Year by year, the formats and devices that bring us music reshuffle. Habits shift, and the borders that define genres and styles are altered in the process. But at least one major redoubt of popular music resists all that, and that’s mainstream country music. There, radio is still king (and the king is still a guy). Unless you’re Taylor Swift, social media remains less vital than the live meet-and-greet. And career development happens face-to-face: the plan is still to hone your chops in your home region, then pick up and move to Nashville.
Country musicians and audiences alike have been slower to go digital, which has been partly a commercial windfall to Nashville (country fans still buy CDs). But in other ways, it can make that part of the industry seem more removed and unidirectional. As a result, it’s a cinch to find on Bandcamp quality country-leaning folk, retro country, bluegrass, country-rock, “alt”-country and other hybrid root musics—a.k.a. “Americana”—not only from the American South, but from the U.K., Australia or Scandinavia. But it’s rarer to come across aspiring next Nashville stars, the of-the-moment sounds of summer barbecues and future wedding dances.
To me, that’s unfortunate, because mainstream country for decades has been the music that expresses and preserves the dreams and realities of life for millions of Americans. While it’s stereotypically associated with white people in the south and the west, its influence runs back and forth between it and the same regions’ black and Latinx music, from string bands to Memphis and Muscle Shoals country-soul to the R&B leanings of a current Nashville artist like Sam Hunt. I’d venture to say that when the gulf between country listeners and other pop fans widens, it’s unhealthy for cultural understanding, musically and otherwise.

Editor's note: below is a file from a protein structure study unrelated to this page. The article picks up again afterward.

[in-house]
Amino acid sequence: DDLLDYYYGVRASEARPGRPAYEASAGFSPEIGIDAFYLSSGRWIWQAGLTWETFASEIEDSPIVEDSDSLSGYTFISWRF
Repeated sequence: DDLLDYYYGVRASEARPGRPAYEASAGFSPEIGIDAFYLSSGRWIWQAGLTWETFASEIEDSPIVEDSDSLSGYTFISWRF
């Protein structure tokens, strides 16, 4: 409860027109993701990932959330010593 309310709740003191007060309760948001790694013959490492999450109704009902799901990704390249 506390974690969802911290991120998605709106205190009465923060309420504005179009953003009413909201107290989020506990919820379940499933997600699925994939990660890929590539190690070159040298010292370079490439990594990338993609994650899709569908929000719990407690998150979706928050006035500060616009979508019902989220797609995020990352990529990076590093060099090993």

The crossover success of Sturgill Simpson is a Bandcamp story: He incubated and built a following for his mix of Hag-and-Willie aural traditionalism and lyrical slacker hermeneutics here, well before his album Metamodern Sounds in Country Music made headlines in 2014 and ‘15. Still, surprisingly few would-be Sturgills have emulated him in connecting with listeners this way.
One Bandcamp non-conformist who seems on the verge of Nashville notability is James Dupré, who started out posting cover versions to YouTube in his time off from his job as a Bayou Chicot, Louisiana, paramedic and ended up turning all four judges’ heads, and their chairs, as a 2015 contestant on TV talent competition The Voice. Dupré has a darker sensibility than the average tight-jeaned Nashville act, but the video for his single “Stoned to Death” (from his new album of the same title) has become a persistent fan pick on CMT this summer—and the song is showing signs of life on radio, too.
If the fates are kind, Winston-Salem, North Carolina’s Caleb Caudle should join Dupré on the mainstream dial. The gentle, romantic title track of his 2016 album Carolina Ghost would be a refreshing warm breeze on an afternoon drive. He’s been featured by Yahoo Music and Rolling Stone, and he’s said that the recent rises of Simpson, Chris Stapleton, and Jason Isbell have given him hope that ears are opening to less party-hardy music in the mainstream. That matters to him, given his recent hard-won sobriety: One of the reasons for the regional theme of his record is that the process of getting clean included a move back home to the Piedmont after a stint in New Orleans. (If you enjoy Caudle’s music, a browse through the Bandcamp page for his label This Is American Music offers further discoveries.)